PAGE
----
The Department of Public Health and Environment, which received 167,000 courses of a vaccine for the swine flu virus from the federal government, has distributed the stockpile to 13 locations around Colorado.
The location to which the drugs were transported was based on population density. The goal is to ensure a rapid delivery of medicines to any area of the state in the event of an outbreak of the H1N1 virus this year.
“The highest priority for the antiviral stockpile is to meet unmet needs in communities around Colorado,” the state's chief medical officer, Dr. Ned Calonge, said. “The antiviral drugs are primarily intended for use with severely ill patients in hospitals.”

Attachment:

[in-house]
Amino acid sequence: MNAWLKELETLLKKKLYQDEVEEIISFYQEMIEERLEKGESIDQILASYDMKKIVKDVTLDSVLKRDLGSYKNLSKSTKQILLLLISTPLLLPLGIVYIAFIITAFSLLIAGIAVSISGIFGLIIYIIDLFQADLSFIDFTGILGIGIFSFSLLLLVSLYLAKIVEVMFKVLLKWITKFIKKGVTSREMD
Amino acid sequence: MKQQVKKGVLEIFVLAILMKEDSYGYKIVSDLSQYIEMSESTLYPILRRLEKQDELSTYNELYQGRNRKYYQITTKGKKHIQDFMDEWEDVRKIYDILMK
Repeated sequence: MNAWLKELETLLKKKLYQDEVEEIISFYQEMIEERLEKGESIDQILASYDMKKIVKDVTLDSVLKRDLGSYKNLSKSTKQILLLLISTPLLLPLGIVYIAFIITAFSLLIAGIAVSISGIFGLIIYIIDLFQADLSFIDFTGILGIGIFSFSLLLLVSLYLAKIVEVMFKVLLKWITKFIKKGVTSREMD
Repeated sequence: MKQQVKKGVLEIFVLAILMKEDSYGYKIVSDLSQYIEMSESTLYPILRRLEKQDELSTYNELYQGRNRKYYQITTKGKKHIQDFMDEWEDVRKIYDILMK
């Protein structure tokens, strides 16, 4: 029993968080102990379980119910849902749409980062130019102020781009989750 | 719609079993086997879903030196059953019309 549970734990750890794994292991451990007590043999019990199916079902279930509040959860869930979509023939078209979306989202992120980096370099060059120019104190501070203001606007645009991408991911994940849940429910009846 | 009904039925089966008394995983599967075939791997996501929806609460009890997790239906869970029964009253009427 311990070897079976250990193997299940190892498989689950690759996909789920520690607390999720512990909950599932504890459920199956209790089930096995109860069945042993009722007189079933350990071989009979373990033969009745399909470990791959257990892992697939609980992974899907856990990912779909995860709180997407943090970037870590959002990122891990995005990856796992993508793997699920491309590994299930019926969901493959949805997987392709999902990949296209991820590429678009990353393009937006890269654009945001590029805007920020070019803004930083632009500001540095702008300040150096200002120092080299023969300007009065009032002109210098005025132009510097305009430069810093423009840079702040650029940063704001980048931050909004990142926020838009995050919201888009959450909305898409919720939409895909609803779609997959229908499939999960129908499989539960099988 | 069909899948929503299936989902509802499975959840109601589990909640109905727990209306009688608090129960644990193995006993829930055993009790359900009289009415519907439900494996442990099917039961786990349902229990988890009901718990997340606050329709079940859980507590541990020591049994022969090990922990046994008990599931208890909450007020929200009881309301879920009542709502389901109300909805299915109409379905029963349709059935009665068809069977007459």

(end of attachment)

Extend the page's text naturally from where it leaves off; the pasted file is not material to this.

Calonge said it that the supply provided by the U.S. government is for emergency purposes. Only public health agencies will be able to obtain the anti-viral medication. Individuals cannot have prescriptions for the vaccine filled at those agencies.
Shipments were made to storage facilities in Alamosa, Arapahoe, Boulder, Denver, Eagle, El Paso, Jefferson, La Plata, Larimer, Mesa, Otero, Pueblo and Weld counties.
The vaccine was obtained from the Strategic National Stockpile, which is maintained by the federal Centers for Disease Control and Prevention to respond to public health emergencies.